Clinical trial findings, however, continue to present a complex picture concerning PD-L1 expression even as companies developing these drugs establish their own assays for measuring PD-L1 levels. Although patients with higher PD-L1 expression levels are more likely to respond to therapies targeting that checkpoint, individuals who are not PD-1-positive also have benefited from therapy.
“There is still a lot of debate about what is the right biomarker to use for some of these agents, such as the PD1 antibody and whether expression of PDL1 on a tumor is going to be a useful biomarker,” said Schuchter. “The jury is still out on that.”
In the CheckMate-067 trial, participants with higher levels of PD-L1 expression (≥5%) achieved a longer median progression-free survival (PFS) and a greater overall response rate (ORR) in both nivolumab-containing arms than did patients with lower PD-L1 levels (<5%).
Lynn M. Schuchter, MD, FASCO
The median PFS in the nivolumab/ipilimumab arm was 14 months for higher PD-L1 expression versus 11.2 months for lower PD-L1; in the nivolumab monotherapy arm, the median PFS was 14 months vs 5.3 months, respectively. Similarly, the ORRs in the combination arm for higher compared with lower PD-L1 levels were 72.1% versus 54.8%, respectively, in the combination arm, and 57.5% versus 41.3%, respectively, in the nivolumab-alone group.
Nevertheless, Wolchok said he would not use PD-L1 expression levels to exclude patients from therapy. Instead, he said the levels should be considered along with other clinical factors in consultation with the patient.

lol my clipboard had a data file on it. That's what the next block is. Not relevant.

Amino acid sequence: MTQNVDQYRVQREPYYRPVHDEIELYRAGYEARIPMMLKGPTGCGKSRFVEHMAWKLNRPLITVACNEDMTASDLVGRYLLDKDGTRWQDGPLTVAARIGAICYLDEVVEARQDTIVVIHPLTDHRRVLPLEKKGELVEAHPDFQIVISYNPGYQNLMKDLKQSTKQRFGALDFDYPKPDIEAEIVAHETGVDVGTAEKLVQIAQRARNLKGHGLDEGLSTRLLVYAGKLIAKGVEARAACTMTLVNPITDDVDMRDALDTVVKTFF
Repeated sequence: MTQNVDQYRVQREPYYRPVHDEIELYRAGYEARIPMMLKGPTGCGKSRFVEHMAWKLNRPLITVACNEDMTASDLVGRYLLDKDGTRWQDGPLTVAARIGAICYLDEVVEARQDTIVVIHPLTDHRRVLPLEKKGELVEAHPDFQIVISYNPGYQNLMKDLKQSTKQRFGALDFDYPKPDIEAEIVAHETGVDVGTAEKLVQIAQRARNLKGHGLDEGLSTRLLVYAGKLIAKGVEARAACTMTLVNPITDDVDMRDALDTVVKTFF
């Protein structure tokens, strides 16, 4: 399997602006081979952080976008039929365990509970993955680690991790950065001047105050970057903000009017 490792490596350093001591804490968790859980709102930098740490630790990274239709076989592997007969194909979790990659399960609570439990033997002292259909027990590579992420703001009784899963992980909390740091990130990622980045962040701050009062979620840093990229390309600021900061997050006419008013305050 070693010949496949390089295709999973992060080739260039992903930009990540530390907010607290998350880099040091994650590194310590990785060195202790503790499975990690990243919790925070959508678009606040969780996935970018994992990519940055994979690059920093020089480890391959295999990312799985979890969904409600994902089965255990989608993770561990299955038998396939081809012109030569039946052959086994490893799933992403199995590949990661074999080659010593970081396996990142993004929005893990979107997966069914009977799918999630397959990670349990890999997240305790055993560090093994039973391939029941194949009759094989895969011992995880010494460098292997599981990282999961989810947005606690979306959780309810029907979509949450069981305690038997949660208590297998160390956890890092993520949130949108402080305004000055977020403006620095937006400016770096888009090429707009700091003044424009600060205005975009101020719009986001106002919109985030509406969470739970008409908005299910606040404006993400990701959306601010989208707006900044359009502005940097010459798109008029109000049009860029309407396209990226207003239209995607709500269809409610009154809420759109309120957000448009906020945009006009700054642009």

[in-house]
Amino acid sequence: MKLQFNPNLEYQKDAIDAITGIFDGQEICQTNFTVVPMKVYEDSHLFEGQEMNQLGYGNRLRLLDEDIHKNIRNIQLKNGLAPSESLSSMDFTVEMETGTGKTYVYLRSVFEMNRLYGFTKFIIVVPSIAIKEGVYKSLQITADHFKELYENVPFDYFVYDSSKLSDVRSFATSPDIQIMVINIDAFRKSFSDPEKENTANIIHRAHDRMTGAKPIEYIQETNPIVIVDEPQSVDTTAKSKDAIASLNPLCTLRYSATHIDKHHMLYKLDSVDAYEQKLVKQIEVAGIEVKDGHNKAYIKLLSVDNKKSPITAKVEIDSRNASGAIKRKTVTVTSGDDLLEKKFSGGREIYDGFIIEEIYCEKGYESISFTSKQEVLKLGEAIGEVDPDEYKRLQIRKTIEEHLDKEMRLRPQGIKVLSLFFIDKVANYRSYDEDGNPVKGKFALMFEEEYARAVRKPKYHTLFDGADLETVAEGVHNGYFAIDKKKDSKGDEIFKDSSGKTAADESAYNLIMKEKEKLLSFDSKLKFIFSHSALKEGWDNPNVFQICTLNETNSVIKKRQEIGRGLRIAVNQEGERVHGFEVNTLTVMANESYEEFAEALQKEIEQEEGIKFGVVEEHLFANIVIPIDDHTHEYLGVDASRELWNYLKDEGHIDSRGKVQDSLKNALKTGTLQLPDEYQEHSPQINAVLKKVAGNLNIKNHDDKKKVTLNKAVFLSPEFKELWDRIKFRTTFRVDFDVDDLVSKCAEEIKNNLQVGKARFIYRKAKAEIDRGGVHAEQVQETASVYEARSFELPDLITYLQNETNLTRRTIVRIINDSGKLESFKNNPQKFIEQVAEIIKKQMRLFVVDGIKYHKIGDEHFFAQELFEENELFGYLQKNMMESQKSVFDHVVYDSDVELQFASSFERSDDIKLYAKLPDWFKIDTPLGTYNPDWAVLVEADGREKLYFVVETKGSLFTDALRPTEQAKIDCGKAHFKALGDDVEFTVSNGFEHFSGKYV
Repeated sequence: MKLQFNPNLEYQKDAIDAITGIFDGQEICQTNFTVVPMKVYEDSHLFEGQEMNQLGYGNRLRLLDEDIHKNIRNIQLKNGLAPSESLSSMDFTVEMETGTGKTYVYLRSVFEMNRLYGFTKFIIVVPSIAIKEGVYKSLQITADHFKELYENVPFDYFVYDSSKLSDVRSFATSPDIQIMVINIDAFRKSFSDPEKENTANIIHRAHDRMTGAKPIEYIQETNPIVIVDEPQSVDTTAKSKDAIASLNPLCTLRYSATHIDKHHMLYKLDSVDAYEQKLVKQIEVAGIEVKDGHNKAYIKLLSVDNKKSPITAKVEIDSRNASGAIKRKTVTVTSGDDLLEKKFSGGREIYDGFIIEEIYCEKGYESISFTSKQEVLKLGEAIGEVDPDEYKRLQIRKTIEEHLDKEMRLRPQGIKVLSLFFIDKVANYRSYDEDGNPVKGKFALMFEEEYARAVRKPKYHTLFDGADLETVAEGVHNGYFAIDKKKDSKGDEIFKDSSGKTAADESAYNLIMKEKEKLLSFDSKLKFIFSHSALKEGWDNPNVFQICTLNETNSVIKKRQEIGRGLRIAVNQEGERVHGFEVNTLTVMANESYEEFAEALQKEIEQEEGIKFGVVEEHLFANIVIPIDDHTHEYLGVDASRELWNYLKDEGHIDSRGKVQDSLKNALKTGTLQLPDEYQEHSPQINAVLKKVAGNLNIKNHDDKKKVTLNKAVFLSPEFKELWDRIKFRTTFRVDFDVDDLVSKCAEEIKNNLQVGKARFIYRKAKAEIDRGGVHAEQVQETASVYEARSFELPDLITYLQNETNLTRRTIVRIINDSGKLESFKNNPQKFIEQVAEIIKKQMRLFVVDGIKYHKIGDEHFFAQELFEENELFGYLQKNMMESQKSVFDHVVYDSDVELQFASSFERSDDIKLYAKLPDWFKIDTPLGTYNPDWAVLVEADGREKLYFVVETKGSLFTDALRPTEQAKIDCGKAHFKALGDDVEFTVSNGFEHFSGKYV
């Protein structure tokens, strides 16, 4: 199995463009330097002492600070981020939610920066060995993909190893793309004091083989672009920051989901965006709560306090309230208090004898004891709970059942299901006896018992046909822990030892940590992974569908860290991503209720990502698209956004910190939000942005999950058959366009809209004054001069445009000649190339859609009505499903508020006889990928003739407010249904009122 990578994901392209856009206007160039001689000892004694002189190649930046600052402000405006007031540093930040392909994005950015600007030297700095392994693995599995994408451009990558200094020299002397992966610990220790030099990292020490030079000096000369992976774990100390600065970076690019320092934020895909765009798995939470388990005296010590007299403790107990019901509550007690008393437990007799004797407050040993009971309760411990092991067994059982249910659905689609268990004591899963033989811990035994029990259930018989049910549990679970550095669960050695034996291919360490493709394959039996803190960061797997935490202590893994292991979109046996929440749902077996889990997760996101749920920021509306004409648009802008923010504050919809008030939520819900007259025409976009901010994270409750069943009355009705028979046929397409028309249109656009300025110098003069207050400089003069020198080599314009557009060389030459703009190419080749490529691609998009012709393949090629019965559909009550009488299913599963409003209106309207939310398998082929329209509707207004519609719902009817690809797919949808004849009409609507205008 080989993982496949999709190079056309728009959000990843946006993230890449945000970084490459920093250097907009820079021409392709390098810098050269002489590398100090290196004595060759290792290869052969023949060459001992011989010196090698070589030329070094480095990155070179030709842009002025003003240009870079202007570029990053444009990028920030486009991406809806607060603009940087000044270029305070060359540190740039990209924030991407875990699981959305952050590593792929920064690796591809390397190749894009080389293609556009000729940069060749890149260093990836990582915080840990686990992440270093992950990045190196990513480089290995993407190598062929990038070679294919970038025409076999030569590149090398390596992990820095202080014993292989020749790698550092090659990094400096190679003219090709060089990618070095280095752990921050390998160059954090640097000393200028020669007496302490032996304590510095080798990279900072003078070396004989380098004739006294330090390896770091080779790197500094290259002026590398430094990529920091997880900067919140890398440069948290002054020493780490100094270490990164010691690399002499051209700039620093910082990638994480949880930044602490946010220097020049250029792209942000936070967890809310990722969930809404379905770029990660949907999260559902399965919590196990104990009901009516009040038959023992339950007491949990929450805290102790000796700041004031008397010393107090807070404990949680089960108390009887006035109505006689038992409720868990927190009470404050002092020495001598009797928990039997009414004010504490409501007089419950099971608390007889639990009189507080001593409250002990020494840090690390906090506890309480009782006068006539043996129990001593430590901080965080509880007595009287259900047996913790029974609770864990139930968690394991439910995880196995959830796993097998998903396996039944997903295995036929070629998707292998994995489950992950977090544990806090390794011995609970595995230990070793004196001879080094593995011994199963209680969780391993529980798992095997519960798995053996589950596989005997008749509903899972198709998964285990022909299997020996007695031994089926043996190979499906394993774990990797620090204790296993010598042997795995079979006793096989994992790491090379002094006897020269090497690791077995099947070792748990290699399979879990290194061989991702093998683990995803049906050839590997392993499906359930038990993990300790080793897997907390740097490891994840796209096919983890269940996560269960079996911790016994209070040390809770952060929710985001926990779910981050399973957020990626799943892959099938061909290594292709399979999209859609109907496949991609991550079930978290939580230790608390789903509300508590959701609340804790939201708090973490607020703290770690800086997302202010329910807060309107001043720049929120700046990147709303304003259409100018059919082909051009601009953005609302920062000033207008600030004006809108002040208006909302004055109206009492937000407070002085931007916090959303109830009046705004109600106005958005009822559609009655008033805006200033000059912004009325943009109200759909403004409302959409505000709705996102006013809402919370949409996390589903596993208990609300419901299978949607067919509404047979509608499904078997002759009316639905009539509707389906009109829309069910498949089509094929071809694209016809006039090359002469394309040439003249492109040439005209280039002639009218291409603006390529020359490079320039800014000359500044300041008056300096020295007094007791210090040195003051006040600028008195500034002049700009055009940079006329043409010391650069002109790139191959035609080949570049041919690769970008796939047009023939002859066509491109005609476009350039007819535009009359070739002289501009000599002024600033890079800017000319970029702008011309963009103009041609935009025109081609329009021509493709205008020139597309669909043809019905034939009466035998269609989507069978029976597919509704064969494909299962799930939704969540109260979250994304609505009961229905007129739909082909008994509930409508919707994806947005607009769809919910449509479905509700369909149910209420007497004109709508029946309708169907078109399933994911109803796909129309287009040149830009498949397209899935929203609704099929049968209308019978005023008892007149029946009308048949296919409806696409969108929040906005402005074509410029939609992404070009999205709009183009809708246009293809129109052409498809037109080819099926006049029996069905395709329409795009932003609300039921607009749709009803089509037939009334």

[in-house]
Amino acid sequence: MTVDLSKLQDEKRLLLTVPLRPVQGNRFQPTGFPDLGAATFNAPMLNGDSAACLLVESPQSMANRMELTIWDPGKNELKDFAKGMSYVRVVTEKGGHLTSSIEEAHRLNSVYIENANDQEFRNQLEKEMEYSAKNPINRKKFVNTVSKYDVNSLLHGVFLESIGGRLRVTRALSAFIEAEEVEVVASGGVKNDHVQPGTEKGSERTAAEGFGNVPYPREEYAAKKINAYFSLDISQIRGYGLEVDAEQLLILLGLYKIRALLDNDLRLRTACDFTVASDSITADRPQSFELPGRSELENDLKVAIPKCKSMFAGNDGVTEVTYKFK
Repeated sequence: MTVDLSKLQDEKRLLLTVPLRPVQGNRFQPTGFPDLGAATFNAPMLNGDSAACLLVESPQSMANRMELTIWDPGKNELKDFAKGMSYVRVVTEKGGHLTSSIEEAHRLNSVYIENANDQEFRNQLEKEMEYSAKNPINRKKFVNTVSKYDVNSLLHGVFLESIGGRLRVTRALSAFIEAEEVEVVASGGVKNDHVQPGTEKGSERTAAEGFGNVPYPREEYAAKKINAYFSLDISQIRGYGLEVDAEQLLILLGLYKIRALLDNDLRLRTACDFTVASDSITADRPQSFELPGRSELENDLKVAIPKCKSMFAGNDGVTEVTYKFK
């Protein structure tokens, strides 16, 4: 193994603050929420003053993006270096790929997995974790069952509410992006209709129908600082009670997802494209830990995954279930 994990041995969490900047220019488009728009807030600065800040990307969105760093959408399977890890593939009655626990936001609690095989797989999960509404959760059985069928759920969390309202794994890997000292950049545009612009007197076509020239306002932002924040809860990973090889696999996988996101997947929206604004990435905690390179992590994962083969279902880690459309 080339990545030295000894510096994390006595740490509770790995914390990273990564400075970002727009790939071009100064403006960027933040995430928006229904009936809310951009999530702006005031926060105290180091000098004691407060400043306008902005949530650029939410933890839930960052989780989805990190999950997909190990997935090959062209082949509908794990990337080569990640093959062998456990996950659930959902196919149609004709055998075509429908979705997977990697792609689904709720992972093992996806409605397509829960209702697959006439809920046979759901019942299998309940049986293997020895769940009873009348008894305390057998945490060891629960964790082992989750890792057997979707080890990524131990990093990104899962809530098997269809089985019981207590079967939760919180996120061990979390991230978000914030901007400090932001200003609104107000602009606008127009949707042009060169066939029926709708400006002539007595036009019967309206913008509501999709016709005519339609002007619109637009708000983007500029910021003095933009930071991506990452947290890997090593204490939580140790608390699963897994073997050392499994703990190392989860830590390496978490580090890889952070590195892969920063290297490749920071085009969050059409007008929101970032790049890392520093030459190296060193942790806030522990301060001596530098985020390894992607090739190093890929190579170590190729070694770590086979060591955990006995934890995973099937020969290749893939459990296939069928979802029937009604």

“As patients try to make decisions, especially based upon their comorbidities, their degree [of disease], their performance status, their relative frailty—this is important information to consider and for the first time in immunotherapy, it allows us to start to take a precision approach to who to offer this therapy to,” he said.
Schuchter said a clinical trial that correlated responses to pembrolizumab in patients with colorectal cancer and other advanced cancers with whether their tumors were deficient in DNA mismatch repair (MMR) represents an intriguing avenue of exploration for defining which patients to recommend for anti-PD-1 therapy.9
MMR deficiency results in a buildup of genetic mutations in a tumor, increasing the probability that the immune system will recognize and attack the tumor, researchers explained at ASCO. The deficiencies are found in 15%-20% of sporadic colorectal cancers and to varying degrees in other malignancies including stomach, small bowel, endometrial, prostate, and ovarian cancers.
“There is an emerging understanding that there may be a relationship between mutation profile and the kind of mutation, and hypermutated cancers that may be the group of cancers responding to treatment,” said Schuchter.
Although MMR deficiency is relevant in certain cancers, the implications for recommending patients most likely to benefit from checkpoint therapies in an increasingly value-based equation loom large, said Schuchter. Testing for MMR can easily be accomplished on colon cancer specimens for less than $1000, researchers have said.
“Our thinking in the past was more related to whether there are things about how the immune system is functioning that’s predicting how these therapies work,” said Schuchter. “I think it [MMR] is a new dimension in terms of thinking about why certain patients are responding to treatment and others are not.”